Easier to talk than to listen

I love David Hockney’s art – the vibrancy of it, the colour, the lifelong experimentation with new ways of looking at things.  I have a sneaking suspicion that I also feel attracted to it because I know Hockney has severe hearing loss, as indeed had his father.

Do you know his painting “My Parents”?  We have a poster of it at home.

My Parents 1977 David Hockney  http://www.tate.org.uk/art/work/T03255
My Parents 1977 David Hockney http://www.tate.org.uk

It shows Hockney’s mother – sitting looking straight at you, engaged and involved with the painter (you imagine).  She also looks incredibly like my late Auntie Madge, but maybe that would be true of a lot of women of her generation.  Next to her sits Hockney’s father – turned to the side, not looking at you, reading a book….attention elsewhere.  It shouts deafness to me.  When you are deaf it is so much easier to lose yourself in your own world than to communicate (which is why, to me, it’s so important to not give up and to keep on trying).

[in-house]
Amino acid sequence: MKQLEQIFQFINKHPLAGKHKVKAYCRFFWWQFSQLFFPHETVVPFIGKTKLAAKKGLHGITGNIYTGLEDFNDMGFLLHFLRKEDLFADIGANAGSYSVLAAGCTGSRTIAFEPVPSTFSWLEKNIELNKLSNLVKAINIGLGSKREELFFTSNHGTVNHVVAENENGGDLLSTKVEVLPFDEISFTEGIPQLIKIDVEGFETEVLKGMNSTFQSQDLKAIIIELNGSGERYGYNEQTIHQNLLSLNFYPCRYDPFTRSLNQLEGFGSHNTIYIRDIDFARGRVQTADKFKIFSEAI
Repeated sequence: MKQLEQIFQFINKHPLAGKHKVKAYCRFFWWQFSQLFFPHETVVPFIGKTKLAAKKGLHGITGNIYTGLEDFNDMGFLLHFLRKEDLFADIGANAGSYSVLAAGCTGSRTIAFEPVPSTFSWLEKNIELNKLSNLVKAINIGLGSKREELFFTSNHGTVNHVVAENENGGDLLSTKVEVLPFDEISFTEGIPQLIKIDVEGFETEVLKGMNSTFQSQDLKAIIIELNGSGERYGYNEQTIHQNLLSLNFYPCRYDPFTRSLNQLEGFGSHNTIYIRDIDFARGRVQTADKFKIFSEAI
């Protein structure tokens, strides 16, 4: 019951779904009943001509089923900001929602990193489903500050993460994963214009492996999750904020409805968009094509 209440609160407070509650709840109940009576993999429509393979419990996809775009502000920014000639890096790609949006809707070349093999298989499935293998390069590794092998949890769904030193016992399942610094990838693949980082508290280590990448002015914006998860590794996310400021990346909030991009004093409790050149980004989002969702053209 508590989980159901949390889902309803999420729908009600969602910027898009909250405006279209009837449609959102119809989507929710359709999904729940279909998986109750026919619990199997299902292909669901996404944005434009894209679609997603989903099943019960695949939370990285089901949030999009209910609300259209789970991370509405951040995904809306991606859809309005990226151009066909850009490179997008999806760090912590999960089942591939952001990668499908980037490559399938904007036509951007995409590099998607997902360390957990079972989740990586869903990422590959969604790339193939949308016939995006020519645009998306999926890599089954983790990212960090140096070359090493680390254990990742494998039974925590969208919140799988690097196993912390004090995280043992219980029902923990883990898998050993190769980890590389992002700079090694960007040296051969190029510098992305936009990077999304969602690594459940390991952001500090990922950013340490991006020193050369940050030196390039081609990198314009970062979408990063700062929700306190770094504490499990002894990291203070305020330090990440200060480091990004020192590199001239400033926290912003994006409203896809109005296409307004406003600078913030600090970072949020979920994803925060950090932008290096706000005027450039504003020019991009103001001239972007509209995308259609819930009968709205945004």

Hockney, as you would expect from a very blunt man, is very blunt about his own coping strategies.  Interviewed recently he said “one way of getting round being deaf is to do all the talking, because if you’re talking you don’t have to listen”.  I’m embarrassed to admit that I think he has a point.  Sometimes, say in a group of chattering people, I’m aware that the only bit of the chattering I fully understand is the bit I’m doing.   It’s a lot easier to talk than to listen.  I try not to just keep on talking, but if you find me doing that give me a kick…….

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2 thoughts on “Easier to talk than to listen

  1. I agree to kick you, if you agree to kick me. But I suspect one or both of us will fall over when combining kicking, lip-reading and walking the dogs. So I also agree to help you up, if you agree to help me?

    Like

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